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When I use ghostsview to convert a postscript file to tiff I use the format 72, but if I want to have the same format when using ghostscript which resolution should I use? for example

gswin32c.exe -q -dNOPAUSE -sDEVICE=tiffg4 -r????? -sOutputFile=a.tif

It seems like it is

gswin32c.exe -q -dNOPAUSE -sDEVICE=tiffg4 -r600 -sOutputFile=a.tif

But it isn't perfectly correct.

EDIT: What I mean is that in ghostsview, which is the gui version of ghostscript, I can set the resolution for lets say "tiffcrl" to 72, 96, 204x196 and 204x98. What I want is to get the same output that I get when setting resolution to 72 in ghostview, as when I use Ghostsript gswin32c.exe

What are the default settings in gsview so I can transfer them directly into the command line prompt so the output results will be the same?

EDIT2: The version of gsview is 4.9 and the installed version of ghostscript is 9.01, my operating system is windows 7 32bit, I only have one ghostscript edition installed.

What I do is opening a Postscript-file with gsview and then i press "Convert" under "File". After that I choose the device tiffcrle and the resolution 72. All other options anywhere are default(I haven't messed with them so to speak). The file I get when doing it this way has a resolution of 4958x7017.

When I do it with ghostscript

gswin32c.exe -q -dNOPAUSE -sDEVICE=tiffcrle -r72 -sOutputFile=a.tif

I get a much smaller file (kb wise) with a resolution of 595x842, with a totally crappy resolution.

I've also tried the same command but using -r600 which gives me a file with the same resolution as the gsview made file, but it has a different size (kb wise).

When I try the command you provided me @pipitas:

gswin32c.exe -o nul -sDEVICE=tiffcrle -c "currentpagedevice {exch ==only ( ) print == } forall" | findstr /i resolution

I get the result

/.MarginsHWResolution [204.0 196.0] /HWResolution [204.0 196.0]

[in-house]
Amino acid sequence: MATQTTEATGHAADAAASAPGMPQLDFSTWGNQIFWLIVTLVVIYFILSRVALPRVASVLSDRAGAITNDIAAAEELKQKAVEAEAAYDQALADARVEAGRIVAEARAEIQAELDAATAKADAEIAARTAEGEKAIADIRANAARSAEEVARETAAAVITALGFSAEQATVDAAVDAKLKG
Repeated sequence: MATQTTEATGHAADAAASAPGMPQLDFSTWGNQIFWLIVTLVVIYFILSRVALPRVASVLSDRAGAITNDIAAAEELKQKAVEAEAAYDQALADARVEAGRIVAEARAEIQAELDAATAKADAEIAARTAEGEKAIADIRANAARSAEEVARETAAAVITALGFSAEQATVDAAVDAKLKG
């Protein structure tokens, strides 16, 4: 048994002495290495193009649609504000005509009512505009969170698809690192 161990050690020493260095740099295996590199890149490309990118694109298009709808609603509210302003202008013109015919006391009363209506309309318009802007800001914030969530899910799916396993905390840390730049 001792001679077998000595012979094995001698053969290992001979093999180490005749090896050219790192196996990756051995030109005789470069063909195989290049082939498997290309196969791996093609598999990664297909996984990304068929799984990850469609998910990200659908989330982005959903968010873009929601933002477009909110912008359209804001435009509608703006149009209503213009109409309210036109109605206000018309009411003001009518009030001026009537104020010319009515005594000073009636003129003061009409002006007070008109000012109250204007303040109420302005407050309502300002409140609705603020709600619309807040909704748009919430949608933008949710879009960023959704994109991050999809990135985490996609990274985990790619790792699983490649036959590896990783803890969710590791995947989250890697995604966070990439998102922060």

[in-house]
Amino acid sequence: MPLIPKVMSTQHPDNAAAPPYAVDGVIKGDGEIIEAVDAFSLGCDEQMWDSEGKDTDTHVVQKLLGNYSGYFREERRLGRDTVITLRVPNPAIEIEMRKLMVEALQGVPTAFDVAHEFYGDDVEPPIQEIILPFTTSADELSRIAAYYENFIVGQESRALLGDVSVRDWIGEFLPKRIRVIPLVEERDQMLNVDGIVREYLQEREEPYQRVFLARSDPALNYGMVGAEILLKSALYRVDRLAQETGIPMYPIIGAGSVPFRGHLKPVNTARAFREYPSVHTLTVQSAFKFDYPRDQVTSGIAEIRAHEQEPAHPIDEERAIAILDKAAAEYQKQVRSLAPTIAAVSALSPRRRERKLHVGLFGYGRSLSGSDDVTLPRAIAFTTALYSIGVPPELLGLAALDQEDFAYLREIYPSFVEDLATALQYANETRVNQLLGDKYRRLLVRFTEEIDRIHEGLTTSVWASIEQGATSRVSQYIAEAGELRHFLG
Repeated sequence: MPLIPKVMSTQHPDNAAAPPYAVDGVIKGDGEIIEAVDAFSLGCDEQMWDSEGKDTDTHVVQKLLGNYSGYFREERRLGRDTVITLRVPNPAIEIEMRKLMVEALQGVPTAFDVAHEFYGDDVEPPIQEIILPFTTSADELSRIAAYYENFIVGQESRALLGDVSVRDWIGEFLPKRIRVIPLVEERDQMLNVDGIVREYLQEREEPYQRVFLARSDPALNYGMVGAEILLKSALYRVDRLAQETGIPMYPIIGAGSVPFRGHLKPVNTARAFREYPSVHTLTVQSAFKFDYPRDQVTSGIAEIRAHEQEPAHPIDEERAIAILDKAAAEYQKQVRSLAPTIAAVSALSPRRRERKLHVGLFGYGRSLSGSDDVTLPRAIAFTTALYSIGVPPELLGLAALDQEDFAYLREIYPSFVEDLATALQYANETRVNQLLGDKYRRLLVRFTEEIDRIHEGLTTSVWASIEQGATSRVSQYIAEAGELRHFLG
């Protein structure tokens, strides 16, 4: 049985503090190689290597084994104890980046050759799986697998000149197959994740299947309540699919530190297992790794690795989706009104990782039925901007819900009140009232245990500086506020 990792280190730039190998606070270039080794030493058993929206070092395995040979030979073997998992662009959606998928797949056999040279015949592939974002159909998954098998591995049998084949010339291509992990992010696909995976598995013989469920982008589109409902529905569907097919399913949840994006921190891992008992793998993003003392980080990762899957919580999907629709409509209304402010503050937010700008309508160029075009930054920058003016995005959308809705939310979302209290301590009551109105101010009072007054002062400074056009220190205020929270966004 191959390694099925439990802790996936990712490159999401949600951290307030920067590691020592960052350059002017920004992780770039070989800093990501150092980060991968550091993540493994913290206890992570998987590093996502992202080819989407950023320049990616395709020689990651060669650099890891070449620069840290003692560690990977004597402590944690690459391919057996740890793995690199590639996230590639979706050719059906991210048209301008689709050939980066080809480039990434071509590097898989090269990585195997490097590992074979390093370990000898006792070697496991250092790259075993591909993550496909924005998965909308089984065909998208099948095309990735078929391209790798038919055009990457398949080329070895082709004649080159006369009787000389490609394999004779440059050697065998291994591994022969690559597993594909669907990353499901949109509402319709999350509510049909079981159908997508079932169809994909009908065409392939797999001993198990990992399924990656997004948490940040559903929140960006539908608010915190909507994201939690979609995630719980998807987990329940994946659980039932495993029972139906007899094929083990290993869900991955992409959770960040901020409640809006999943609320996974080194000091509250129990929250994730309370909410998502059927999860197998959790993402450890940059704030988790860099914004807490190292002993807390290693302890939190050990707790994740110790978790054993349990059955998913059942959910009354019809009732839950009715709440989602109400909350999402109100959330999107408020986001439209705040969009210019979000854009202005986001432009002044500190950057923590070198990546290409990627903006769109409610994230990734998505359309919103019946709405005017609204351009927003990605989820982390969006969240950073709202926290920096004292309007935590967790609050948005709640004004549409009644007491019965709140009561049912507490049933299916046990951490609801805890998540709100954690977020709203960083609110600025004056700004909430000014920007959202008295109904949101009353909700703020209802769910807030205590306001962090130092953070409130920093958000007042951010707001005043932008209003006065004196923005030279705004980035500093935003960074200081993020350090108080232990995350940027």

When I've tried that resolution under -r204x196 it still won't give the same output.

Best regards!

share|improve this question
@Joe: You want a higher resolution and better quality. This you can get, but it comes with a price: the price is paid with a bigger filesize. Usually, you cannot get both: higher resolution/better quality AND smaller file size. – Kurt Pfeifle May 26 '11 at 13:50
@Joe: to verify your TIFF output details, please run this command on each of your results: identify -verbose file.tif. Look for your real image dimensions and resolutions there. (identify is part of the ImageMagick suite of applications and is available for all major OS platforms.) – Kurt Pfeifle May 26 '11 at 13:54
@Joe: You say your GS command gives you a "small" file with a "resolution of 595x842". This is a misunderstanding. Resolution is measured in Dots per Inch (dpi), and your command explicitely asked for 72 dpi. What the 595x842 represents is the output page dimension measured in PostScript points. Same for your 4958x7017 result. Since 72 points == 1 Inch (by definition), at 72dpi a dimension of 595x842 gives you a page size of 8.26in (==210mm) by 11.69in (==297mm). At ~200dpi a dimension of 4958x7017 points translates into a page size of 24.3in (=617.2mm) by 35.8in (=909.3mm). – Kurt Pfeifle May 26 '11 at 14:11